The Herald Bulletin
---- — The Annie E. Casey Foundation recently released another one of those reports about the educational and other inequalities that plague America. Over the years, there have been hundreds, maybe thousands, of expert papers and reports on the subject, along with possible solutions. In each such report, African Americans are at the bottom of the inequality barrel.
In spite of the reports, nothing happens to reverse the problems. We commission studies, then commission new studies to study the studies. This sorry pattern has been repeating itself for decades. The whys and wherefores become fodder for a relative minute of public discussion and even some sort of governmental or private philanthropic policy shift. Yet, the problems continue and, in general, worsen.
If my claim here has merit, then the obvious question is “why?”
Why do we continue to define a problem then ignore possible solutions?
Why, as suggested in a recent THB editorial, do we acknowledge that inequalities are a threat to our entire society, then do nothing about it?
It seems we love to talk about who and what. But that other key question, why, always seems to lead us into self-righteous rhetoric and dumb debate.
In my opinion, the “why” of inequality lies in the underlying assumptions and beliefs about the true nature of the problem as well as our Horatio Alger (“pull yourself up by your bootstraps”) way of thinking. Since, according to the reports, African Americans are at the bottom of the barrel, it is necessary to look at long held beliefs and assumptions about this group as a whole.
Accordingly, when the God-Ain’t-It-Awful reports show that African Americans are in deep trouble, many believe that’s just the way it is. It’s called a self-fulfilling prophecy. If it is believed that African Americans are shiftless, lazy, and unintelligent, then it makes all the sense in the world that they would be at the bottom of the nation’s social and economic ladder.
It is well documented that such beliefs for centuries have been one way or another promulgated by political and governmental leaders, religious institutions, educational institutions at all levels, health care institutions, pseudo-science, our systems of law and justice, economic theorists and, well, you name it.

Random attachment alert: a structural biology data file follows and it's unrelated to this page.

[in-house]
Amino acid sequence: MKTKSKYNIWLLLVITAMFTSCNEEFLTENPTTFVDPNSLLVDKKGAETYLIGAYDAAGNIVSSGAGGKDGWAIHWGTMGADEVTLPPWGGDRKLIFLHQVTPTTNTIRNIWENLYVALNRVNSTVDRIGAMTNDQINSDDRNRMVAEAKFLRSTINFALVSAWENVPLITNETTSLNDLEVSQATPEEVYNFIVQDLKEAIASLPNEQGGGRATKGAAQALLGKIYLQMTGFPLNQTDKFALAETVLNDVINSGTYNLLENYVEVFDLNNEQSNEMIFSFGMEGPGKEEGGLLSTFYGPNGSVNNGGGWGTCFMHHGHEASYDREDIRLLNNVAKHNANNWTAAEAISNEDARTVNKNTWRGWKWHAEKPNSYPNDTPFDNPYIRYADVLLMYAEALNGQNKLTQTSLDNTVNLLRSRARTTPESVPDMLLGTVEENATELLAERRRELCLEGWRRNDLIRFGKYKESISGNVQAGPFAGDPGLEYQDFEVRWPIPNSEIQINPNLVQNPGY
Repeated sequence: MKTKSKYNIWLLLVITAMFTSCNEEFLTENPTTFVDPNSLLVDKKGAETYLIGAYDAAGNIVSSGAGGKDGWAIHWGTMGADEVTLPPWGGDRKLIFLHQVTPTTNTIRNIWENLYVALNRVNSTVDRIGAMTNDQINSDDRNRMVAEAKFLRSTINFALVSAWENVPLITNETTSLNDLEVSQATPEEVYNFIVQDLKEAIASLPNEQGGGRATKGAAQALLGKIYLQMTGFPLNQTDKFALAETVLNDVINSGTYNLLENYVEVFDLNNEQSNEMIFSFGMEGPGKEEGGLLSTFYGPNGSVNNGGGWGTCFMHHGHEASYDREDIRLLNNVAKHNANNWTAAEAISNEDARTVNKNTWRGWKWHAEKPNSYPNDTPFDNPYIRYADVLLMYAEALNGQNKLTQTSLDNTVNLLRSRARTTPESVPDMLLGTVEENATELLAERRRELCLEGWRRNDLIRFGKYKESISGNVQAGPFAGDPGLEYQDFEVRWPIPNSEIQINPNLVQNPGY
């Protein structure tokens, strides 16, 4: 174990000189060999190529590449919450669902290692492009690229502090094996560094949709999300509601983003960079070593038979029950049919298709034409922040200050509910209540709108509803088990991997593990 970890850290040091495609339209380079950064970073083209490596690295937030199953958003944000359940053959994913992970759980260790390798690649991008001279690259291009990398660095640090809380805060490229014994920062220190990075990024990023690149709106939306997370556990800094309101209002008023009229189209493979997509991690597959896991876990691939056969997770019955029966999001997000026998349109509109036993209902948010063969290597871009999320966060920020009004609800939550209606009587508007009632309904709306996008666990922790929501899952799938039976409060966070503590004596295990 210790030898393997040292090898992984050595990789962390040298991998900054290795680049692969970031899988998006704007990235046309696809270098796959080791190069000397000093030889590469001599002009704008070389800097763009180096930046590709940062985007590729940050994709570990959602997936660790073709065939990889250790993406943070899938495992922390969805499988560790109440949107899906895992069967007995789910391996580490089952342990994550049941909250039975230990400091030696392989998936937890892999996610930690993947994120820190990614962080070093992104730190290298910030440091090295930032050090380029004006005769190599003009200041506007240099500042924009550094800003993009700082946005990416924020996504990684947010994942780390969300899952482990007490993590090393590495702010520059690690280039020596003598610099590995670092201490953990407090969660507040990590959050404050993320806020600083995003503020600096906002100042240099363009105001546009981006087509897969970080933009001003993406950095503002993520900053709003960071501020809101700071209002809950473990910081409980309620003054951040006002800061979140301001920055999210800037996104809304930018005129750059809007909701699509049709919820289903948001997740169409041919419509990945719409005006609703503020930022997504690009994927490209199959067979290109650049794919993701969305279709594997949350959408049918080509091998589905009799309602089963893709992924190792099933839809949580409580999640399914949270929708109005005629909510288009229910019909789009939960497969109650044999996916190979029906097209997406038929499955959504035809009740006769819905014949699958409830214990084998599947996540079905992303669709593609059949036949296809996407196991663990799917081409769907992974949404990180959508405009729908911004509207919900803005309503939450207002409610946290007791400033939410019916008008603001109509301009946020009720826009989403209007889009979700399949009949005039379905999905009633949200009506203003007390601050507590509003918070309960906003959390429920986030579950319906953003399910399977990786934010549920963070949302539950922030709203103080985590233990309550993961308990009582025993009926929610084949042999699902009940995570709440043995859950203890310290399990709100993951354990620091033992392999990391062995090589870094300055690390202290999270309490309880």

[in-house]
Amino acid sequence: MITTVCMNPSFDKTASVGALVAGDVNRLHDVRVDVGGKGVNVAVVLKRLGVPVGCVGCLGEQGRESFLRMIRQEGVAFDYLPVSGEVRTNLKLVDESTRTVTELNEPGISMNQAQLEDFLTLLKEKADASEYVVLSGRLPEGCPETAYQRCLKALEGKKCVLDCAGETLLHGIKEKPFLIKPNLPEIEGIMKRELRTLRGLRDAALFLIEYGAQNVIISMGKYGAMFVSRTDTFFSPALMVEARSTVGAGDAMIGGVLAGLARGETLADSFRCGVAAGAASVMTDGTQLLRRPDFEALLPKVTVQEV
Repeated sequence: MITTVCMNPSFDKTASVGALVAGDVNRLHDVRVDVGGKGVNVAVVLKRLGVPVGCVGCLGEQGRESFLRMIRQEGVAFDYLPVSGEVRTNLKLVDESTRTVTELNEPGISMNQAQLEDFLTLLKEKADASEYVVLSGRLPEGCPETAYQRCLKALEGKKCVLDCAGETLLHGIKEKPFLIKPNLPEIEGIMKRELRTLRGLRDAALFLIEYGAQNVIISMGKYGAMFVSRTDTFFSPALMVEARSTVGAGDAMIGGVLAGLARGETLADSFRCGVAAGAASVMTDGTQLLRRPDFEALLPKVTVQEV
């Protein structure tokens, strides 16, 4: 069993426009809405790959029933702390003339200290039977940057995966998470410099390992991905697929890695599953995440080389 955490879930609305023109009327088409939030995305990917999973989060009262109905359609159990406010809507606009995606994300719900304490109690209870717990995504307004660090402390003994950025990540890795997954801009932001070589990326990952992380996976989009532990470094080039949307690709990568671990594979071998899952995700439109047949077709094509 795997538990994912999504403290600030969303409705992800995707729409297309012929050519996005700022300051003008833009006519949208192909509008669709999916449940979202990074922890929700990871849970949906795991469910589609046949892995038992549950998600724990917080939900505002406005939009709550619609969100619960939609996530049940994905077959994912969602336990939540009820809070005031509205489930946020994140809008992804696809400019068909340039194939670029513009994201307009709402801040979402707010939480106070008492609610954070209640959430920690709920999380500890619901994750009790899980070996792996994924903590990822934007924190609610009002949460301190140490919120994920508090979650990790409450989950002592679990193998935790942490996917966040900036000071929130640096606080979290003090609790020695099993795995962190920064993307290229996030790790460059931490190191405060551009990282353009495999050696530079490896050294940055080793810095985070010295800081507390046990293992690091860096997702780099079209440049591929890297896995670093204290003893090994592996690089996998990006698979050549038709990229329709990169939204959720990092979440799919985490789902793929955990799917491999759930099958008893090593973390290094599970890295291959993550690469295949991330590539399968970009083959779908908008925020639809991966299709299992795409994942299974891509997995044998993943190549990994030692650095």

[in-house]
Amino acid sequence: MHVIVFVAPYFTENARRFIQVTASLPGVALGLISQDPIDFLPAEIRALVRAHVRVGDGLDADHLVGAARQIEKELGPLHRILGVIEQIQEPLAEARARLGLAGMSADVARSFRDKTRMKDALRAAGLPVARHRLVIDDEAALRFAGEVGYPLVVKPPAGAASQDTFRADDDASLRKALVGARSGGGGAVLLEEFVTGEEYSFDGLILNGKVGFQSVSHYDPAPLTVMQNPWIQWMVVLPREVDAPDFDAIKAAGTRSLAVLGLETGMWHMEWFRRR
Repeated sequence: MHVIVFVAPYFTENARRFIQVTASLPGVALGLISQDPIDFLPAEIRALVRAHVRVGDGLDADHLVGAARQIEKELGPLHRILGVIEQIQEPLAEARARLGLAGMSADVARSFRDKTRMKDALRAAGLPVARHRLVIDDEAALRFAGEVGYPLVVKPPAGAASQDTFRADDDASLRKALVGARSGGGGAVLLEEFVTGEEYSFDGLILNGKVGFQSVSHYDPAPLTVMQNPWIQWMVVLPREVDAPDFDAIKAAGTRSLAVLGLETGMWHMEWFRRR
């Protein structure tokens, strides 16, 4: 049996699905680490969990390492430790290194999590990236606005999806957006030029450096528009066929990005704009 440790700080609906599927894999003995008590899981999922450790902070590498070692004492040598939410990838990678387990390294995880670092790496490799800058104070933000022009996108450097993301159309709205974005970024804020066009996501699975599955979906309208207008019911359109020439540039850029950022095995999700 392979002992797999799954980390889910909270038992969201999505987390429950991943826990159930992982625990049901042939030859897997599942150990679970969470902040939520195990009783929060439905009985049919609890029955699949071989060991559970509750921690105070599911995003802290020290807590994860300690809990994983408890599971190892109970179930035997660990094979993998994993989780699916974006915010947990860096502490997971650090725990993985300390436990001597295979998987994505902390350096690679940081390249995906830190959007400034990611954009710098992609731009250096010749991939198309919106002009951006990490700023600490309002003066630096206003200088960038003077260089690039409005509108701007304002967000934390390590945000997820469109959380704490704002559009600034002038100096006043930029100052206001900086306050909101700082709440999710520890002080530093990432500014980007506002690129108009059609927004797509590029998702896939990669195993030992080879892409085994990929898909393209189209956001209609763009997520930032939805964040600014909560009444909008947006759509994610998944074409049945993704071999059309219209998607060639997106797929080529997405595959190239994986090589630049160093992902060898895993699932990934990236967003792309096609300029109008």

As a tiny example, the immensely popular radio talk show host Rush Limbaugh recently implied that President Barack Obama didn’t know the difference between the word “Vatica” and “vacation.” The implication is that no matter what degrees he holds or what his standing, our president is just plain dumb. Really, Rush? If you don’t like Obama or his policies, that’s your right. But to say the man is dumb is, well, dumb.
As to pulling themselves up by their own bootstraps, all things considered, African Americans have done a pretty good job at that. For the masses of black folk, I see the problem differently. It’s not about pulling themselves up by their bootstraps. It’s about millions of black children being cut off at the knees before they reach third grade. This we know. And this we ignore.
If you think this is some sort of journalistic “pity party” for African Americans, I urge you to think again. I believe we already know the solution to most of the problems. The stumbling block is that we, as a nation, refuse to go where the problem is with the resources and strategies needed to address what educator Jonathan Kozol calls “Savage Inequalities.” In this, I very much agree with that THB editorial mentioned earlier. It was titled, “Racial disparity still rears its ugly head.”
I say amen to that. And, yes, the focus should be on black children. But in order to deal with the children, you have to deal with their parents. In order to deal with the parents, you have to deal with black communities as a whole. As one very wise community organizer once told me, “you can’t teach what you don’t know, and you can’t lead where you won’t go.”
That’s it in a nutshell. You know, in hospital settings, when a patient comes in presenting multiple life threats, they do something called multiple simultaneous interventions. They don’t waste precious time. They get busy. And when they get busy, they don’t work on the patient who is doing well in the next room. They work on the critical care patient in the emergency room. That’s smart.
I say, stop the dumb stuff. Let’s get busy.
Have a nice day.
Anderson resident Primus Mootry is a retired school teacher. His column appears Wednesdays in The Herald Bulletin.